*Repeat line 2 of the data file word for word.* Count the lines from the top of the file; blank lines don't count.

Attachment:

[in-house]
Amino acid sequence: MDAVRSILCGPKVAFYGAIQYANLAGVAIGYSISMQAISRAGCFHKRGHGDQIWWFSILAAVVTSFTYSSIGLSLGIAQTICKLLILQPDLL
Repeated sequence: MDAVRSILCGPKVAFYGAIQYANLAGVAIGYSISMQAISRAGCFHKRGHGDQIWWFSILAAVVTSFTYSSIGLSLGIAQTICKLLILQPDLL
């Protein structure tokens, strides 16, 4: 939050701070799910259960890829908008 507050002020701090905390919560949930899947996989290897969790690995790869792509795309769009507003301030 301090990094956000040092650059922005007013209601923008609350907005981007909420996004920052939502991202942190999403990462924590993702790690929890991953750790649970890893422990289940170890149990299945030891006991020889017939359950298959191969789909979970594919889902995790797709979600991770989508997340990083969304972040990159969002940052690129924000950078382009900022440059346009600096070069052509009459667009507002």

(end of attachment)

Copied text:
Amino acid sequence: MDAVRSILCGPKVAFYGAIQYANLAGVAIGYSISMQAISRAGCFHKRGHGDQIWWFSILAAVVTSFTYSSIGLSLGIAQTICKLLILQPDLL